Upon substantially these proofs the trial judge, who sat without a jury, concluded that it had "been conclusively established that any further resort by plaintiff to the tribunals set up in the agreement between the parties would be futile," and, accordingly entered a judgment in favor of the plaintiff and against the defendant in the sum of $263.75 and costs. Hence this appeal.
First: In such cases as this it is, of course, well settled that one who sues for benefits must first have exhausted all the remedies within the organization from which he seeks those benefits before he is entitled to resort to the courts. Carrigan v. Plainfield Patrolmen's Benevolent Association (Court of Errors and Appeals, 1939), 121 N.J.L. 559; 3 A.2d 587. This is so because the claimant, in his application for membership in the association, as here, agreed to abide by the regulations thereof. Frawley v. Pennsylvania Railroad Co., 14 N.J. Mis. R. 492, 494; 186 A. 41, and 120 N.J.L. 161; 199 A. 34; Ocean Castle, &c., v. Smith, 58 N.J.L. 545; 33 A. 849; affirmed, 59 N.J.L. 198; 35 A. 917; Roxbury Lodge v. Hocking, 60 N.J.L. 439, 441; 38 A. 693. Cf. Cameron v. International, &c., Union No. 384, 118 N.J. Eq. 11; 176 A. 692; 97 A.L.R. 594. We pause at this point to observe in the interest of accuracy, that the headnote in the Frawley case reported in 14 N.J. Mis. R. 492, although it is no part of the official opinion (Harris v. Lahn, 122 N.J.L. 91; 4 A.2d 772) does not correctly state the ratio decidendi. The judgment was not reversed for the reason stated in the headnote but rather because the trial court ignored the whole question of plaintiff's duty first to exhaust his remedies within his organization. If the court in giving the case to the jury had instructed them on the evidence as to whether the plaintiff had first exhausted his remedies within his organization there would have been an affirmance, in that case, as there was after the second trial, the result of which is reported in 120 N.J.L. 161; 199 A. 34.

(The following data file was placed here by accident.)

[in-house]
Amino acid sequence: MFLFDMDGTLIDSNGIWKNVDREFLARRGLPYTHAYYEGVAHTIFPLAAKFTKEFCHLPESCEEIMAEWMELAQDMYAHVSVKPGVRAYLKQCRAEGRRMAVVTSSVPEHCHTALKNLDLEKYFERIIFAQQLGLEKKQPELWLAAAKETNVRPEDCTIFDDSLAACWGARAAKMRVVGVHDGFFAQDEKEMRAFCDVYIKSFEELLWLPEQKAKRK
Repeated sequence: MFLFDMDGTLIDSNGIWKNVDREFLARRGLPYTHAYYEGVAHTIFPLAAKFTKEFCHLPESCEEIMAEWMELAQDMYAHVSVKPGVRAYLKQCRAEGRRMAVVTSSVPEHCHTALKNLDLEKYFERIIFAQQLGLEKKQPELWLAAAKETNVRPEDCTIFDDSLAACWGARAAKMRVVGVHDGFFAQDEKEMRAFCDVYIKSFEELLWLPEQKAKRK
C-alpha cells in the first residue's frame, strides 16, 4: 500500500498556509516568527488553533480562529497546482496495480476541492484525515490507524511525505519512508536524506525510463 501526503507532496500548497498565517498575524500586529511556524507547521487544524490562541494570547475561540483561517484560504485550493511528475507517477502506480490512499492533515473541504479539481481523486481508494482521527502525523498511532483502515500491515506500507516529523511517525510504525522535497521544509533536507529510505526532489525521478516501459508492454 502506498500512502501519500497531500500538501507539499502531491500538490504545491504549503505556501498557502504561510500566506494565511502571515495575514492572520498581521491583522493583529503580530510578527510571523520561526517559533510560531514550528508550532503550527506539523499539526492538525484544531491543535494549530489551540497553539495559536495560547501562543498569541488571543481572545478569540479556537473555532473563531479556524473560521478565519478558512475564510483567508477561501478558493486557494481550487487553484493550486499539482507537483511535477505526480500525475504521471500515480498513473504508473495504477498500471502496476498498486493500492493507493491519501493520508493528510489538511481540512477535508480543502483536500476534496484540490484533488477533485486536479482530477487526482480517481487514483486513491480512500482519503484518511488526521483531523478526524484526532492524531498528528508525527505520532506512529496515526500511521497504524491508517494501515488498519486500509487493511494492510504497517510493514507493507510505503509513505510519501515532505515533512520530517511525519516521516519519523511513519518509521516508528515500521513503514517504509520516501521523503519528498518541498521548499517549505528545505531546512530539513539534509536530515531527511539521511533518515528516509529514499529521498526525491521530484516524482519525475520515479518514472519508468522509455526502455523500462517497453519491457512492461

Obviously, plaintiff made no attempt to comply with the regulations of his association by appealing, within thirty days, to the advisory board from the adverse decision of the superintendent. Nor is the letter of plaintiff's counsel to the superintendent after suit was brought a compliance therewith.
But plaintiff claims to fall within the exception to the general rule as stated. That exception makes compliance with the regulations unnecessary when it appears that compliance would be "futile" (Frawley v. Pennsylvania Railroad Co., supra), or "futile, illusory or vain." Mogelever v. Newark Newspaper Guild, 124 N.J. Eq. 60; 199 A. 56.
We think that the stated exception to the general rule was both misunderstood and misapplied. The circumstances in the case at bar are unlike the circumstances in the Frawley cases. Here no act of defendant or its agent or representative frustrated any bona fide attempt by plaintiff to prosecute his appeal. One cannot, as plaintiff here, either because of alleged ignorance or otherwise, create the futility and then seek advantage by reason thereof. That is contrary to all rudimentary principles of justice. Plaintiff's failure to abide by the regulations which he assumed was, under the proofs of the case at bar, fatal to his right of recovery.
Second: We are not unmindful of the typical cases such as Sansone v. Selvaggi, 121 N.J.L. 274; 2 A.2d 355, and Bacharach v. Mitnick, 121 N.J.L. 401; 3 A.2d 92, which hold that this court does not, by virtue of R.S. 2:32-202, review findings of the District Court upon question of fact beyond inquiring whether there was any legal evidence upon which the finding may be based. But, our careful study of the record fails to disclose any legal proof in support of the findings of the court below. On the contrary, the proofs adduced firmly establish that plaintiff created the futility; he, therefore, should not benefit therefrom.
Judgment is reversed; the cause will be remanded to the court below there to be treated consistently with this opinion. Costs to abide the event.